When it's time for a roof replacement for your home, you might want to take the time to examine your choices for shingles. Asphalt shingles are very commonly used but they're not your only choice, and other types of materials may be more durable and even more attractive overall. Note a few of those options here and then discuss these with your roofing contractor.
Asphalt architectural shingles
These shingles are made with the same asphalt material as standard shingles, but they're cut and designed in a T-shape and are applied in two layers, with an asphalt bond between the layers. This makes them stronger and less likely to blow off the roof in the event of a storm. The shape can also be more attractive than standard square shingles.
Concrete may not sound very attractive, but concrete shingles can be painted or stained a variety of colours and made to look like many other materials, including various stones. Concrete is naturally fire resistant so it's good in an area with a high risk of brushfire, and it's made from readily available materials including sand and gravel so it's often considered an eco-friendly choice.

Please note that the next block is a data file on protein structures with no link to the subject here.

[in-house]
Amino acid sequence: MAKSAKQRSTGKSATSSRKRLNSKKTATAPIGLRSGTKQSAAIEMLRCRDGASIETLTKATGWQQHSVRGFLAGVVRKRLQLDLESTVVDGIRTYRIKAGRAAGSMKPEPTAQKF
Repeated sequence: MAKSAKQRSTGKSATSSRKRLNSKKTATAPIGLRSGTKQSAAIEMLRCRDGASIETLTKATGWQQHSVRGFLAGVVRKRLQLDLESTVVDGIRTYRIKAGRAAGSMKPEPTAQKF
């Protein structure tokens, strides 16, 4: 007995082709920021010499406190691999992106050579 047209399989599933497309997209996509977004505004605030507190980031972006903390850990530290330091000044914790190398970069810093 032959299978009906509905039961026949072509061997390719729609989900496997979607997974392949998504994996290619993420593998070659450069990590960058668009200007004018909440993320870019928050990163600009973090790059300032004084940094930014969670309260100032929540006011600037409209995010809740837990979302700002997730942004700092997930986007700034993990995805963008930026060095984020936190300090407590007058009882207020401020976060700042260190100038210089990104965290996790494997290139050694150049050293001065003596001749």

Clay that is used for roofing tiles is specially made to be very strong and durable; a clay roof can last for decades and may even outlast the roofing materials on which it's built. Clay is also very attractive as it's tinted a variety of shades and created in a curved form, so it offers a distinct look over other types of flat and monotone tiles. It also has a Mediterranean or traditional look, so clay tiles can make your home stand out and increase its overall kerb appeal very easily. However, it is very heavy so you might need to add some strength to the roofing underneath it and this can add to the cost of your roof replacement job.
Metal doesn't actually come in shingles but in long pieces that are attached over your roof. The material is actually very lightweight and very durable; it is also naturally fire resistant. A roofer might be able to work with recycled pieces of metal so you keep those out of landfills, and the metal pieces used can be easily recycled if you should ever have your roof replaced in the future. Metal is also much more durable than asphalt and can last several decades longer than an asphalt roof, making it more cost-effective over the life of your home.